Majority of Palm Coast Council Would Forego Early Voting Fees, But Weeks Hardens Over Space
FlaglerLive | August 27, 2013
Rather than moving toward a resolution, the feud between Supervisor of Elections Kimberle Weeks and Palm Coast City Manager Jim Landon over the use of the city’s community center for early voting next year is getting more strident.
Weeks is not moving away from her request—or “demand,” as Landon sees it—for use of the larger community center meeting room for what would amount to a total of four weeks for early voting and Election Day voting in the 2014 primary and general election.
Landon is not moving away from his offer that Weeks use a smaller room. He is also requiring that she either pay for at least some of the use of the room, or barter with the city to exempt Palm Coast of any fees it would normally be charged to have its 2014 council elections on the ballot.
But Landon is promulgating a fee arrangement the city council does not support.
At least three Palm Coast City Council members—Mayor Jon Netts and members Bill Lewis and Jason DeLorenzo—say they’re willing to dispense with fees and grant Weeks free use of a facility at the community center. DeLorenzo made his position clear in a meeting earlier this month, saying the few hundreds of dollars the city would charge Weeks aren’t so significant that they can’t be dispensed with. Netts and Lewis, interviewed Monday, say they’d also be willing to offer Weeks use of a room at no charge.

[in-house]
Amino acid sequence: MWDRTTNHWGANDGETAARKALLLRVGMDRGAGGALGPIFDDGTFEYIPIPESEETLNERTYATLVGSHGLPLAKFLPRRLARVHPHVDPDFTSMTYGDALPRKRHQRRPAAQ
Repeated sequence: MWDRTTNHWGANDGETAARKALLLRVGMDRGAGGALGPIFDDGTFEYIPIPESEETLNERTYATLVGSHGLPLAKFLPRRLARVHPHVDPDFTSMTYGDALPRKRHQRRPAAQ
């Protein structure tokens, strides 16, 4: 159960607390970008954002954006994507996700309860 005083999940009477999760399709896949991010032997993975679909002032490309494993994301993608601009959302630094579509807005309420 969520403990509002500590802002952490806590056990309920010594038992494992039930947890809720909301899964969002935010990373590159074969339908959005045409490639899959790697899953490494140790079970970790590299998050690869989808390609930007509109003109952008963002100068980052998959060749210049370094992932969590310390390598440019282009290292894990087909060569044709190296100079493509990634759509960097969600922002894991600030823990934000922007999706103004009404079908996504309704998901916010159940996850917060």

But the council members also agree that the free room would be the smaller option at the community center, which Weeks is not accepting, even though she’s previously accepted to hold Election Day balloting in the smaller room. She says she needs the larger room because voters have complained about the smaller room in the past.
The larger room is 2,100 square feet. The smaller room is virtually half that size—1,160 square feet, according to figures provided by Carl Cote, Palm Coast’s construction manager.
Ironically, the smaller room is actually bigger than the early voting meeting room Weeks uses (free of charge) at the public library on Palm Coast Parkway and Belle Terre. That room is 972 square feet, and has been the prime destination for early voting for the past several elections. In 2012, voters waited up to 75 minutes to cast a ballot there, during the eight days of early voting. The Legislature had at the time scaled back early voting days, but has since expanded them again.